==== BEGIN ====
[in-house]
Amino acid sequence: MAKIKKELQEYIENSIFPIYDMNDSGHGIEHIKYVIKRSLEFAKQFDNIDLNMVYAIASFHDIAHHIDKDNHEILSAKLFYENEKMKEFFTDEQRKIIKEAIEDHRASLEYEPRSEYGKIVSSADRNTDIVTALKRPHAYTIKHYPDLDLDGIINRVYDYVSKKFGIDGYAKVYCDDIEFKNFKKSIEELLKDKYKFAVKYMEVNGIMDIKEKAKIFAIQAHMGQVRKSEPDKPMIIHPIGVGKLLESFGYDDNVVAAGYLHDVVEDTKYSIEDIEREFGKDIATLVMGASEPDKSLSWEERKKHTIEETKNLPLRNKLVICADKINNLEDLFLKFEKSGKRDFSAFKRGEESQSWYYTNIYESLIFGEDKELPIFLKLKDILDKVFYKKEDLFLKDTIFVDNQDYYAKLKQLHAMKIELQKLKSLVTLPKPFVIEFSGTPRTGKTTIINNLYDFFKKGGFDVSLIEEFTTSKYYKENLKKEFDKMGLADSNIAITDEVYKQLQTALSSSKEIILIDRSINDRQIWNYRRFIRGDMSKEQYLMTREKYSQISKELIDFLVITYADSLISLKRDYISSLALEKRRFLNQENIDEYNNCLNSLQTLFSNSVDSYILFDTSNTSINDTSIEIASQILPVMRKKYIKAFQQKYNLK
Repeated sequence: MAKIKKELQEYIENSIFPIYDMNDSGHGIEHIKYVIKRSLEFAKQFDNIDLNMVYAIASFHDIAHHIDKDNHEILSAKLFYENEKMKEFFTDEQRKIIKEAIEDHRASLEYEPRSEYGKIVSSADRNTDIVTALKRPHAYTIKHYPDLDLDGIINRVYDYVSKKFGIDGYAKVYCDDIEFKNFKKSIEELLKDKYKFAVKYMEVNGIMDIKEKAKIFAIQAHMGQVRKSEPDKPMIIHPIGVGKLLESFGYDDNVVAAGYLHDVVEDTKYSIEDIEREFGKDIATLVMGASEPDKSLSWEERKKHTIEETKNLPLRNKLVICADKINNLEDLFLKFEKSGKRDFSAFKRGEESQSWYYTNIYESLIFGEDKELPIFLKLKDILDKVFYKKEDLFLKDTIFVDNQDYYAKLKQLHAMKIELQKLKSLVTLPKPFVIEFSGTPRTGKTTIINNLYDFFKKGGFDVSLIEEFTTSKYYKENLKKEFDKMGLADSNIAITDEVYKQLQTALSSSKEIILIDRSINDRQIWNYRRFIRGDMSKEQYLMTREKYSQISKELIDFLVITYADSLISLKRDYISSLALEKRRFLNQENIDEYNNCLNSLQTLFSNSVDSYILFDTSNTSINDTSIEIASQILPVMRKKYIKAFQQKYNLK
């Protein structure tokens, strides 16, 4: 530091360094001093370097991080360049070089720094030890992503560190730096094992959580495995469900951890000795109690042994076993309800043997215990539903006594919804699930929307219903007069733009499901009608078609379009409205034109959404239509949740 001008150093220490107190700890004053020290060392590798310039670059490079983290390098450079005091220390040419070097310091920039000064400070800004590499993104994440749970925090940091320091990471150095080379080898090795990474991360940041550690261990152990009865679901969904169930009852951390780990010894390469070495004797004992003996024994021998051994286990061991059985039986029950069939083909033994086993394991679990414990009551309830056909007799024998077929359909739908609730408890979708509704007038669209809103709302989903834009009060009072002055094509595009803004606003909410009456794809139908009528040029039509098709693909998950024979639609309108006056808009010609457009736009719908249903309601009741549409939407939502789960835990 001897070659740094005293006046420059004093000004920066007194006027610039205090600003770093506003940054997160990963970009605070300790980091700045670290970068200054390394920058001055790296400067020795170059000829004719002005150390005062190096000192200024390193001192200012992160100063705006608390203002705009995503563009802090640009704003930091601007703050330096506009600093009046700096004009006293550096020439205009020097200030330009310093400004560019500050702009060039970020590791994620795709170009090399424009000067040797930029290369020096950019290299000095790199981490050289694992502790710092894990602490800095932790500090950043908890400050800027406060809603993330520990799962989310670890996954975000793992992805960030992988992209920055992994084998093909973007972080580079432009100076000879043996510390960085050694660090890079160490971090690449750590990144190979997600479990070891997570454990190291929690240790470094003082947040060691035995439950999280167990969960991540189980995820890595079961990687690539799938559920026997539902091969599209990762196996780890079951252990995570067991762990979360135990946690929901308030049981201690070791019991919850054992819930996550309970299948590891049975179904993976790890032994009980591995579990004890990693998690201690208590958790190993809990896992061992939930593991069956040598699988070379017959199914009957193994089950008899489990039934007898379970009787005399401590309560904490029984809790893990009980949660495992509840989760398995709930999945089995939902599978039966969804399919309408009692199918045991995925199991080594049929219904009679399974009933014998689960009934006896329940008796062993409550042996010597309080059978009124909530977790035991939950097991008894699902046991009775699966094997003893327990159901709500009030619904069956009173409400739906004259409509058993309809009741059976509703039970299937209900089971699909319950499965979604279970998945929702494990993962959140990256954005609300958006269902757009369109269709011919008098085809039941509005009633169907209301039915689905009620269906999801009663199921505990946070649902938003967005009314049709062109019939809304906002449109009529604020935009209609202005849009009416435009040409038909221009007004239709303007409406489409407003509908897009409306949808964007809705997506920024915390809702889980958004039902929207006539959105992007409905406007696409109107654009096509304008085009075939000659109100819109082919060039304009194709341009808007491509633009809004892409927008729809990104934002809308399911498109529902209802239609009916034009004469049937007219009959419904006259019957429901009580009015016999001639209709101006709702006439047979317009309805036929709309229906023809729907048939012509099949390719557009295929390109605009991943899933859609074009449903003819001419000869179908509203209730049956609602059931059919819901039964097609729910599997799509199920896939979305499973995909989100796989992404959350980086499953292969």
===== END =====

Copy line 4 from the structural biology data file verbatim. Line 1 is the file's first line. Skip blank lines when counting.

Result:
């Protein structure tokens, strides 16, 4: 530091360094001093370097991080360049070089720094030890992503560190730096094992959580495995469900951890000795109690042994076993309800043997215990539903006594919804699930929307219903007069733009499901009608078609379009409205034109959404239509949740 001008150093220490107190700890004053020290060392590798310039670059490079983290390098450079005091220390040419070097310091920039000064400070800004590499993104994440749970925090940091320091990471150095080379080898090795990474991360940041550690261990152990009865679901969904169930009852951390780990010894390469070495004797004992003996024994021998051994286990061991059985039986029950069939083909033994086993394991679990414990009551309830056909007799024998077929359909739908609730408890979708509704007038669209809103709302989903834009009060009072002055094509595009803004606003909410009456794809139908009528040029039509098709693909998950024979639609309108006056808009010609457009736009719908249903309601009741549409939407939502789960835990 001897070659740094005293006046420059004093000004920066007194006027610039205090600003770093506003940054997160990963970009605070300790980091700045670290970068200054390394920058001055790296400067020795170059000829004719002005150390005062190096000192200024390193001192200012992160100063705006608390203002705009995503563009802090640009704003930091601007703050330096506009600093009046700096004009006293550096020439205009020097200030330009310093400004560019500050702009060039970020590791994620795709170009090399424009000067040797930029290369020096950019290299000095790199981490050289694992502790710092894990602490800095932790500090950043908890400050800027406060809603993330520990799962989310670890996954975000793992992805960030992988992209920055992994084998093909973007972080580079432009100076000879043996510390960085050694660090890079160490971090690449750590990144190979997600479990070891997570454990190291929690240790470094003082947040060691035995439950999280167990969960991540189980995820890595079961990687690539799938559920026997539902091969599209990762196996780890079951252990995570067991762990979360135990946690929901308030049981201690070791019991919850054992819930996550309970299948590891049975179904993976790890032994009980591995579990004890990693998690201690208590958790190993809990896992061992939930593991069956040598699988070379017959199914009957193994089950008899489990039934007898379970009787005399401590309560904490029984809790893990009980949660495992509840989760398995709930999945089995939902599978039966969804399919309408009692199918045991995925199991080594049929219904009679399974009933014998689960009934006896329940008796062993409550042996010597309080059978009124909530977790035991939950097991008894699902046991009775699966094997003893327990159901709500009030619904069956009173409400739906004259409509058993309809009741059976509703039970299937209900089971699909319950499965979604279970998945929702494990993962959140990256954005609300958006269902757009369109269709011919008098085809039941509005009633169907209301039915689905009620269906999801009663199921505990946070649902938003967005009314049709062109019939809304906002449109009529604020935009209609202005849009009416435009040409038909221009007004239709303007409406489409407003509908897009409306949808964007809705997506920024915390809702889980958004039902929207006539959105992007409905406007696409109107654009096509304008085009075939000659109100819109082919060039304009194709341009808007491509633009809004892409927008729809990104934002809308399911498109529902209802239609009916034009004469049937007219009959419904006259019957429901009580009015016999001639209709101006709702006439047979317009309805036929709309229906023809729907048939012509099949390719557009295929390109605009991943899933859609074009449903003819001419000869179908509203209730049956609602059931059919819901039964097609729910599997799509199920896939979305499973995909989100796989992404959350980086499953292969």